warranty 267x200At dealer technical training sessions run by marine equipment manufacturers, typically the last item on the agenda before everyone heads off home is the matter of warranty.

The cynical among us might think that this is so timed that it can be rushed through at the last minute so the factory staff can shrink from the baying crowd and make a swift retreat, and that may not be too far from the truth. But why is it sometimes such a contentious subject?

From a new-boat owner's perspective, it is entirely reasonable for him or her to assume that if anything fails on a newly purchased vessel within the warranty period it will be replaced or repaired without too much fuss and bother.

But, unlike an automobile where the car dealership is responsible for repairs to every item on the vehicle, equipment on pleasure craft is supplied by individual manufacturers, each with their own warranty policy.

solar-wind-640x434Here at Coastal Climate Control, we talk to a lot of boaters at shows and in the course of daily business, and in general, most of the people we talk to who have wind generators seem to be less than ecstatic about their performance.

We commonly hear gripes that what these device's specifications promise on paper seldom seem to materialize in real life application. And then the cost, complexity, and effort of installing wind generators apparently put a lot of people off, not to mention the unease of having sharp-edged blades whirling away within a daggers-throw of one's head!

Some wind generator owners report that their systems perform well on passage, when the boat is beating into the wind, although it is well known that gentlemen never go to windward ... but then when the destination is reached and the hook dropped in the sheltered anchorage of an island, the wind generator seems rarely to have the oomph needed to fully charge the battery, at a time when reliable charging is most needed.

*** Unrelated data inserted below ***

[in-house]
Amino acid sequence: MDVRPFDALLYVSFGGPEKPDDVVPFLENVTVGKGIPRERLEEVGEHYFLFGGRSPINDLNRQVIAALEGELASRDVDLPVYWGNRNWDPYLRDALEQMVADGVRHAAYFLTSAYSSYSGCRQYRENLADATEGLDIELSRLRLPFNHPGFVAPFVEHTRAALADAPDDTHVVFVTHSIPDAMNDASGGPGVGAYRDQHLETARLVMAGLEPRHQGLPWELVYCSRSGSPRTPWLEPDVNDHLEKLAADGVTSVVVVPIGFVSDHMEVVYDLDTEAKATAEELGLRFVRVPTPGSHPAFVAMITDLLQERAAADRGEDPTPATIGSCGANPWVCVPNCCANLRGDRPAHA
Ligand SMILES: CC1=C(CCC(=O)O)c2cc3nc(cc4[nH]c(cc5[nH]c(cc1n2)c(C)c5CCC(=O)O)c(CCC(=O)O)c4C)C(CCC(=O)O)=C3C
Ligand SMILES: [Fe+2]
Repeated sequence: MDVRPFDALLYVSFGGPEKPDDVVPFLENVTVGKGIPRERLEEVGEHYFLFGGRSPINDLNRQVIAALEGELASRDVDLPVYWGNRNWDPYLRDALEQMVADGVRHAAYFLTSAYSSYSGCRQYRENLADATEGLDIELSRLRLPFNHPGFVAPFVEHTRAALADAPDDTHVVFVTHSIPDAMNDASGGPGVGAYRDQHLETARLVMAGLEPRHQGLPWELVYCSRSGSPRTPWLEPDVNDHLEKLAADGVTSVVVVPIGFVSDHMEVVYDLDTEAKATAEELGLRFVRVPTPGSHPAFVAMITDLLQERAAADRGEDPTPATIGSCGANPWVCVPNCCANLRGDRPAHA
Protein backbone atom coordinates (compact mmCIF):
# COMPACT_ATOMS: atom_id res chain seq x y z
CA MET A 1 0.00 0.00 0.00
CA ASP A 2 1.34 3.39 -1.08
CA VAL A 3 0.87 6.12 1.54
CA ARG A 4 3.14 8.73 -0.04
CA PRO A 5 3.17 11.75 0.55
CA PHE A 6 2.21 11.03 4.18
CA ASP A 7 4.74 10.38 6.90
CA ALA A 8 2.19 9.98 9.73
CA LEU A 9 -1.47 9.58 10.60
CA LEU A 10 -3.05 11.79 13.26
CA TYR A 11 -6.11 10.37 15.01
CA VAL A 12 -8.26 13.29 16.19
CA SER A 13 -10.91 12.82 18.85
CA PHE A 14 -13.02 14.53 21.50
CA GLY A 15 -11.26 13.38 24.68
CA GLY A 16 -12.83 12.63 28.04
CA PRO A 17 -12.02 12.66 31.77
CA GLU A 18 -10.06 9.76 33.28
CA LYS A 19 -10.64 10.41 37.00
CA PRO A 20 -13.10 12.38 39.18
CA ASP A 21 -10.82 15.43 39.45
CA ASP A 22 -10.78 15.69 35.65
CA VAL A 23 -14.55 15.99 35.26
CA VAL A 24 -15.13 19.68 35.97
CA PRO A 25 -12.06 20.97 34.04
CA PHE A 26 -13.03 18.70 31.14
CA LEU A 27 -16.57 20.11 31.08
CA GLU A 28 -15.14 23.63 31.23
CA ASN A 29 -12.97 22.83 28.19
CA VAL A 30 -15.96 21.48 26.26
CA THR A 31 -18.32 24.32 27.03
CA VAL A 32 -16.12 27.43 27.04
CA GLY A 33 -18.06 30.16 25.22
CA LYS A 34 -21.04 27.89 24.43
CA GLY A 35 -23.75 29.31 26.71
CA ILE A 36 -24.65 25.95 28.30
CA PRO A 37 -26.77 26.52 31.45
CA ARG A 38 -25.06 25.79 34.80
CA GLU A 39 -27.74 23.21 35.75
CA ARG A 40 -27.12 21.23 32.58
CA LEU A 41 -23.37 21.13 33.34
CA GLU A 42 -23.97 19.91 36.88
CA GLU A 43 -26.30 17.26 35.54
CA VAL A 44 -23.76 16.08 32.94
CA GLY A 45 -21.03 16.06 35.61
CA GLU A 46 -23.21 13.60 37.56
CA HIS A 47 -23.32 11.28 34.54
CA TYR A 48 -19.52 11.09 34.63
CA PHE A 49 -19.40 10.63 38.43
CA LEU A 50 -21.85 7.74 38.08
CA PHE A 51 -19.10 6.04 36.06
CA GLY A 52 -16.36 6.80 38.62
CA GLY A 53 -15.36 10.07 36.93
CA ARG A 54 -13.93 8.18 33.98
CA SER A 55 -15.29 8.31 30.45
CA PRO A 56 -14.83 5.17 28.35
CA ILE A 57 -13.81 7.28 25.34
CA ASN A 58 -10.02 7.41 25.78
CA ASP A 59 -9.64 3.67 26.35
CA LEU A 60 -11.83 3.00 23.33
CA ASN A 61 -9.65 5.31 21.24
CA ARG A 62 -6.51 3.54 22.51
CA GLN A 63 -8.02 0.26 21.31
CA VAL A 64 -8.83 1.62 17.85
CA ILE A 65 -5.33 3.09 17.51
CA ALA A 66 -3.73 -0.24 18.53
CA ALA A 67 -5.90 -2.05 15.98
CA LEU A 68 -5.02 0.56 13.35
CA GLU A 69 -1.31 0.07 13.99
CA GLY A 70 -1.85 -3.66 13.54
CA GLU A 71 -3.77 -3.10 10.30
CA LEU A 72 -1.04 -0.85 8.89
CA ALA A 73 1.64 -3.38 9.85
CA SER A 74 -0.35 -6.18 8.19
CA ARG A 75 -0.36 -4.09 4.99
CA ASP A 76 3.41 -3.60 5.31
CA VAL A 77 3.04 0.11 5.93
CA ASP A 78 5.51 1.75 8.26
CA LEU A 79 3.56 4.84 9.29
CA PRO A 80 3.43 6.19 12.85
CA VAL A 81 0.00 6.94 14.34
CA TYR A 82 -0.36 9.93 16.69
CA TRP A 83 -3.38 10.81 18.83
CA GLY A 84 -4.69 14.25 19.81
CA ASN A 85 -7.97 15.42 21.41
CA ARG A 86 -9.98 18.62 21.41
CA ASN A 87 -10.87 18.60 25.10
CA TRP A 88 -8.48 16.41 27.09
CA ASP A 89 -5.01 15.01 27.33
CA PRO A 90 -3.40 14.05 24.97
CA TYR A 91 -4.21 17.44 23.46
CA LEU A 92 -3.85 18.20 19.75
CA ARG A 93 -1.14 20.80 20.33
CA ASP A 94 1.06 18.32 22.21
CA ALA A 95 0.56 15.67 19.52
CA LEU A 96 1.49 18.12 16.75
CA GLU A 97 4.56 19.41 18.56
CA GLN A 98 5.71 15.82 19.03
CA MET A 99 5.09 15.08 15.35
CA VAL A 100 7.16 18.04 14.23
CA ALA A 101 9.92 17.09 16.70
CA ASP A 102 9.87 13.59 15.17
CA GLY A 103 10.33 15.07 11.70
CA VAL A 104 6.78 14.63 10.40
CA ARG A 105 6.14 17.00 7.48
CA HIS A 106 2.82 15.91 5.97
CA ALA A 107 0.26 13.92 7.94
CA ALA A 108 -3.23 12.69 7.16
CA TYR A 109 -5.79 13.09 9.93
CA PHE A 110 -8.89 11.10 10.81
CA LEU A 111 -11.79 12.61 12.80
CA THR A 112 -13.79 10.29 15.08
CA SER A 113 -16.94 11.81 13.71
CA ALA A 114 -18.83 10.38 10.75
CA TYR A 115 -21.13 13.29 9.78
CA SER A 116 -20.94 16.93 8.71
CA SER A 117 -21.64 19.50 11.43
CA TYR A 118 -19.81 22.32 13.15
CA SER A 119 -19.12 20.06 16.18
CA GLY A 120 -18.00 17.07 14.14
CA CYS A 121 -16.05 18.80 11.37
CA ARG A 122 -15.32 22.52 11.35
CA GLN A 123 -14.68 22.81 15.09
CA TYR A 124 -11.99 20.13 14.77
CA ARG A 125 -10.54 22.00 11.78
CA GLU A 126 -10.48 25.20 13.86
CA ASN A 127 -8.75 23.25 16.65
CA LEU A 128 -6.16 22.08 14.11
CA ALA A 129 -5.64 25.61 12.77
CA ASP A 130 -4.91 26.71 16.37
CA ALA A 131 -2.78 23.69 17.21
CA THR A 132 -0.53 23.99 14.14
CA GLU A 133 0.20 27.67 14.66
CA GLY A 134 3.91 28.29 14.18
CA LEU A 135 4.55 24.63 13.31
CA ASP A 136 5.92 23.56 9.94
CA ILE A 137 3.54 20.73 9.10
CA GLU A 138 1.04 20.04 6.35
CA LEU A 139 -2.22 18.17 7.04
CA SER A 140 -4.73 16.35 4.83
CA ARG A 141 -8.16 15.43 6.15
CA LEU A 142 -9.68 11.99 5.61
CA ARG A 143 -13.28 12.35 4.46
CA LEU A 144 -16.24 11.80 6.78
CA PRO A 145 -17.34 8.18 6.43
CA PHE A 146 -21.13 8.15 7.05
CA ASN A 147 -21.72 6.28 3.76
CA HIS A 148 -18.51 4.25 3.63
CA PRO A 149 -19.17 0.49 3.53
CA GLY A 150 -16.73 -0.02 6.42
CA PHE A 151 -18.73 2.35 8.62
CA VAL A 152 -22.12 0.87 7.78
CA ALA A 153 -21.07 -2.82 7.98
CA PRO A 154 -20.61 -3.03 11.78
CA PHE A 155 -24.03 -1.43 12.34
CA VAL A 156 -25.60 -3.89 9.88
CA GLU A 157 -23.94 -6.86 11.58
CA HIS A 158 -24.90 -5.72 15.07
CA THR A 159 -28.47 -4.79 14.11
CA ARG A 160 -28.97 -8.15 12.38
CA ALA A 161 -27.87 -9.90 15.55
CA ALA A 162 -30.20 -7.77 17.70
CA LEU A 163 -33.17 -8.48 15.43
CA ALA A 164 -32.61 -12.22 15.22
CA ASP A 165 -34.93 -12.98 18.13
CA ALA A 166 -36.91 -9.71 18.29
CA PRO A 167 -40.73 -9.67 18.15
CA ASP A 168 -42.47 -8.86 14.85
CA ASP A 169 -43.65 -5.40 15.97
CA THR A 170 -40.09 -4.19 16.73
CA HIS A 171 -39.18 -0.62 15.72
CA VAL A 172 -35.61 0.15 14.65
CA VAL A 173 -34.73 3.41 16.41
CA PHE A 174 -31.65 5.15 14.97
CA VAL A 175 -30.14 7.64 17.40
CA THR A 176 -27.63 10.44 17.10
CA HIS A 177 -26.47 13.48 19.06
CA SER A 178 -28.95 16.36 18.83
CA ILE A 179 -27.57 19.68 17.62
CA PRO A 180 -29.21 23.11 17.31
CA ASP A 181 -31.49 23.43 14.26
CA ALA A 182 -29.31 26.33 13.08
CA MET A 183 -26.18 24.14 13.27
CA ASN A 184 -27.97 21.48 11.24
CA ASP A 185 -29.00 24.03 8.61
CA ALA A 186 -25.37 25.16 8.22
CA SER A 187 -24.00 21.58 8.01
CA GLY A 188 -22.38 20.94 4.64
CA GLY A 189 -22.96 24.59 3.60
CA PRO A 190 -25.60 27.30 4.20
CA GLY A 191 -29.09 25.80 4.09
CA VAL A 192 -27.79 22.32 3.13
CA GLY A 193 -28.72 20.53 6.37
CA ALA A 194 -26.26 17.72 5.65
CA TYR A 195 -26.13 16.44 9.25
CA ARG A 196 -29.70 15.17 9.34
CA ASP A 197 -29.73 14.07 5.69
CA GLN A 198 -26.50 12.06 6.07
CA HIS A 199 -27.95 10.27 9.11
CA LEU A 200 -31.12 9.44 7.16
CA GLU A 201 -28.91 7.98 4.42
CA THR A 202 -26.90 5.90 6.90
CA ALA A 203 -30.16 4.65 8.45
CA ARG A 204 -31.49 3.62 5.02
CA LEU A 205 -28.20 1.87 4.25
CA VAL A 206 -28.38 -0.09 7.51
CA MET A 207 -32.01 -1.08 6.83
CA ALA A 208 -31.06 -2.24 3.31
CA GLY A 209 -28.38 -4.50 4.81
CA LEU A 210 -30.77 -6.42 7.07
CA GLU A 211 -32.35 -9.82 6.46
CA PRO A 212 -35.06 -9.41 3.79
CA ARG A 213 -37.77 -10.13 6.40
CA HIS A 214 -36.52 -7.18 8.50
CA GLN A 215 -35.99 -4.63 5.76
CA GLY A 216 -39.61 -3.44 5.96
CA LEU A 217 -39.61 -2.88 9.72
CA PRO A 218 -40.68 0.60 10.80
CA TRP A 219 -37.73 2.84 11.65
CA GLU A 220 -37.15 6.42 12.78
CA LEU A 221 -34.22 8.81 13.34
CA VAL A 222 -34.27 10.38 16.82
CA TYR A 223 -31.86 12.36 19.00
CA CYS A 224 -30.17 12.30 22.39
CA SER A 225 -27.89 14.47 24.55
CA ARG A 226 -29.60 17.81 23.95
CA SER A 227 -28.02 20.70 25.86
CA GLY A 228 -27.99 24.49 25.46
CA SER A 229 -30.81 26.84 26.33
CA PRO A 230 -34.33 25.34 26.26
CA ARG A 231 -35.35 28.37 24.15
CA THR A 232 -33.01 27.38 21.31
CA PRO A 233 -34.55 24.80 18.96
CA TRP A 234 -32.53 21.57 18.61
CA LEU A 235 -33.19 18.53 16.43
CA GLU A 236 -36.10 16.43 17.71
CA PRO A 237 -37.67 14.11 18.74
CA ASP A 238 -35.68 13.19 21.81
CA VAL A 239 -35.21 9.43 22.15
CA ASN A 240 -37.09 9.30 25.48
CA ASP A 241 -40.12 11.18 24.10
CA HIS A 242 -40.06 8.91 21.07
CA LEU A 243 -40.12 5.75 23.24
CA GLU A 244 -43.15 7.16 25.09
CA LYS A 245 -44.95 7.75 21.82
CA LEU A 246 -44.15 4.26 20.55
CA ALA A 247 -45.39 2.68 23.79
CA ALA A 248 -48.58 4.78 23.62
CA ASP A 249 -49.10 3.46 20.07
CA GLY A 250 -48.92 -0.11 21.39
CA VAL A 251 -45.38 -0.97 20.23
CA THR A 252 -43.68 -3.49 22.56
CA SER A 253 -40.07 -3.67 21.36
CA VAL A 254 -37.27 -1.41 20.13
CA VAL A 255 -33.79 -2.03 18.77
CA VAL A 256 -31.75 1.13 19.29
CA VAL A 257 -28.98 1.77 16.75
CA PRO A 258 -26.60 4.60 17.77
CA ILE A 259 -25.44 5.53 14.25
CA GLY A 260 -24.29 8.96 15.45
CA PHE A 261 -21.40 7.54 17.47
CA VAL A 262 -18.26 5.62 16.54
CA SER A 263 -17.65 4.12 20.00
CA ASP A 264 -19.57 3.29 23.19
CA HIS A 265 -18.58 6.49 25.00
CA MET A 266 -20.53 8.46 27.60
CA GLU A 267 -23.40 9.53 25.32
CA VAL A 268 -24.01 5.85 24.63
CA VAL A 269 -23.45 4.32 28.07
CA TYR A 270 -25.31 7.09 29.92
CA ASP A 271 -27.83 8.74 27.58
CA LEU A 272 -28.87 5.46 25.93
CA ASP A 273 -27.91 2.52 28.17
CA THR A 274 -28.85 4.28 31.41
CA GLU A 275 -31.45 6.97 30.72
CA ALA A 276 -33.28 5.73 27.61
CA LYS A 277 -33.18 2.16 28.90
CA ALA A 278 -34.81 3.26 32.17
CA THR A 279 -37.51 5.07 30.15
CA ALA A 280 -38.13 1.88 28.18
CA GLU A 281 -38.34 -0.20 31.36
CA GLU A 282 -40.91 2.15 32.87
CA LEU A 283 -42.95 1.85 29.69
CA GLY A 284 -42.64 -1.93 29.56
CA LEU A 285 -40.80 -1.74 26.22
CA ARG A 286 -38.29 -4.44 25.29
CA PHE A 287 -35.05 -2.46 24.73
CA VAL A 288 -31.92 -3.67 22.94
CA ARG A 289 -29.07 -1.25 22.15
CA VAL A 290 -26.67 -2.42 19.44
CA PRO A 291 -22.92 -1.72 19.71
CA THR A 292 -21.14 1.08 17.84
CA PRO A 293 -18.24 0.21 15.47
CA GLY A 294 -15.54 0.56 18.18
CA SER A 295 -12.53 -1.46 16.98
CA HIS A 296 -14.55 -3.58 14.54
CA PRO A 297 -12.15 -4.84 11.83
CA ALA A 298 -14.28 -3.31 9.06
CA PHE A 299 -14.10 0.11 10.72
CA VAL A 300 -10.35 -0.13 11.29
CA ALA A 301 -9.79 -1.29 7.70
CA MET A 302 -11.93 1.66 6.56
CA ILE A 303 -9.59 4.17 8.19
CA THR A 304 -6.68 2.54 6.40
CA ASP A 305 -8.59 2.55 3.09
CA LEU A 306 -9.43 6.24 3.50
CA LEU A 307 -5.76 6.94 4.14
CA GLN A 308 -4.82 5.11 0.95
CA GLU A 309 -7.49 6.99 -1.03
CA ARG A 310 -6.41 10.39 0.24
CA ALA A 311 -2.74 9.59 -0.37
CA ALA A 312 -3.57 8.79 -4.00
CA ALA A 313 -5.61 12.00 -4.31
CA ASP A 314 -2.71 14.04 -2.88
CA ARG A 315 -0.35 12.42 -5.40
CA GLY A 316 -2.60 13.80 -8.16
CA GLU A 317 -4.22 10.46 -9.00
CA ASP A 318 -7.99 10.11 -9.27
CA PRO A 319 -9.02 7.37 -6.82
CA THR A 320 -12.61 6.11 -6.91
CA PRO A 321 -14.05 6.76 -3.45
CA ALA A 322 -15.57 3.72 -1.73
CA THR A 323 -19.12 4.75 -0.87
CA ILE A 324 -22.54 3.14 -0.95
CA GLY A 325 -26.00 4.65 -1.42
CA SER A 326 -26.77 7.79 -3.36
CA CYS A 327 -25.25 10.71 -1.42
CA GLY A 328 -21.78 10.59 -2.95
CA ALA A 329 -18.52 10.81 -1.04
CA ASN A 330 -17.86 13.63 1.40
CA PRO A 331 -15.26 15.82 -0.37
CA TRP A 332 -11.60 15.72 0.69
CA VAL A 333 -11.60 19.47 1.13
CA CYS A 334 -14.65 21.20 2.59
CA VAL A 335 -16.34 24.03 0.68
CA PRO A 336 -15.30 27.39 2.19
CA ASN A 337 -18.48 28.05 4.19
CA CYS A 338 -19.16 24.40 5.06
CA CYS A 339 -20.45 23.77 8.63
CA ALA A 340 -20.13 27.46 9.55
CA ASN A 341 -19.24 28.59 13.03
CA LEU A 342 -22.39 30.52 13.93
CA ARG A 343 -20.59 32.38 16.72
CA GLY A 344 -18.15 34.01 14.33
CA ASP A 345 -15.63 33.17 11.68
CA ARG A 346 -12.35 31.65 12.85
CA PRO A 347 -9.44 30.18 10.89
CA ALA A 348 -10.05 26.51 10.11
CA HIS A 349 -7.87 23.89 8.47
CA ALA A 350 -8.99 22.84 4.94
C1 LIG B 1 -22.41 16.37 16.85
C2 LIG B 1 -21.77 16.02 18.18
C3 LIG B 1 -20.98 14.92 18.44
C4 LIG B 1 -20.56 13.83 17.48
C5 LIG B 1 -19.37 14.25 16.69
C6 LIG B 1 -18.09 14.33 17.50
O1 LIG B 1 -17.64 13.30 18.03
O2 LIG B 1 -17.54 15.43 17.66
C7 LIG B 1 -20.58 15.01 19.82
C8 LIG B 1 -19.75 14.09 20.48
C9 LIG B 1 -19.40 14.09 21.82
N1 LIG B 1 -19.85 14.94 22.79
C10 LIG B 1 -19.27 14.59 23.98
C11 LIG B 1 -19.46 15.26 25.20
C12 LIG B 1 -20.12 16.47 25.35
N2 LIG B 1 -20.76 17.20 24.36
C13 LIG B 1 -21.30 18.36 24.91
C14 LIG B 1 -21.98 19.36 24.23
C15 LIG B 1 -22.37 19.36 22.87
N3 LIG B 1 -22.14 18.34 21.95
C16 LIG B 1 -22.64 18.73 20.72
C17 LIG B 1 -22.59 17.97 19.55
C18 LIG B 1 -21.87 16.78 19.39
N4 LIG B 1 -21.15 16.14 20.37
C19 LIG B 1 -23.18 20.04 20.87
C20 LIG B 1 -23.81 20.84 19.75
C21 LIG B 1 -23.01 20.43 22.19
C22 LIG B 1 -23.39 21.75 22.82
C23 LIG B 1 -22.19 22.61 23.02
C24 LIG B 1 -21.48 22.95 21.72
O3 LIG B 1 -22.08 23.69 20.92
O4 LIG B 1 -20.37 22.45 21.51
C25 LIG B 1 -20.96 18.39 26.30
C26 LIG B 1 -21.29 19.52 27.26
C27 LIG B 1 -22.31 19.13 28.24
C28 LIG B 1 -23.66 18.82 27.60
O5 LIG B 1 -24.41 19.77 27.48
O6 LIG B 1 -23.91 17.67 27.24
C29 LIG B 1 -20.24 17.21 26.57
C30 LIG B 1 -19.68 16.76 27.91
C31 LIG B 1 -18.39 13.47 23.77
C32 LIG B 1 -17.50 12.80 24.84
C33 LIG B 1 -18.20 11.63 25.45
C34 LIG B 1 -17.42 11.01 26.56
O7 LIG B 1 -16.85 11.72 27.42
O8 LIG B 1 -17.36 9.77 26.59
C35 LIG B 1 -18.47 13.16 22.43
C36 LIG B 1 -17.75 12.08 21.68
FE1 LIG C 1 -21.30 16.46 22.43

So, have wind generators had their day?

IRS Form 5695 2015 Pg 1IRS Form 5695 2015 Pg 2

The US Federal Government offers a solar energy tax credit, applicable to your second home, i.e. your boat! As long as there is a head and galley onboard and it is docked in the United States, your vessel qualifies. This tax credit, extended to December 31, 2019, is a 30% credit on qualified expenditures to purchase and install solar panels, with no maximum limit for equipment placed in service after 2008. In the last few years, we hear at different boat shows the success stories from boat owners getting that 30% tax credit. This credit can be retroactive – as long as the solar system was placed into service after January 1, 2006.

Check out this updated link to the Dept of Energy's website that gives a simplified description of the energy tax credit: http://energy.gov/savings/residential-renewable-energy-tax-credit. Want to see how simple the actual IRS form is to fill out: http://www.irs.gov/pub/irs-pdf/f5695.pdf. Your state government may also have a solar tax credit. It may be worth investigating.

Life has become so much easier for so many people since they took advantage of this tax credit. If you want solar power on your boat, it may have just become more affordable. There is still time to plan and implement your solar power project, but I wouldn't suggest waiting too much longer – December 31, 2019 will be here before you know it! Contact us at www.CoastalClimateControl.com about your marine solar system.

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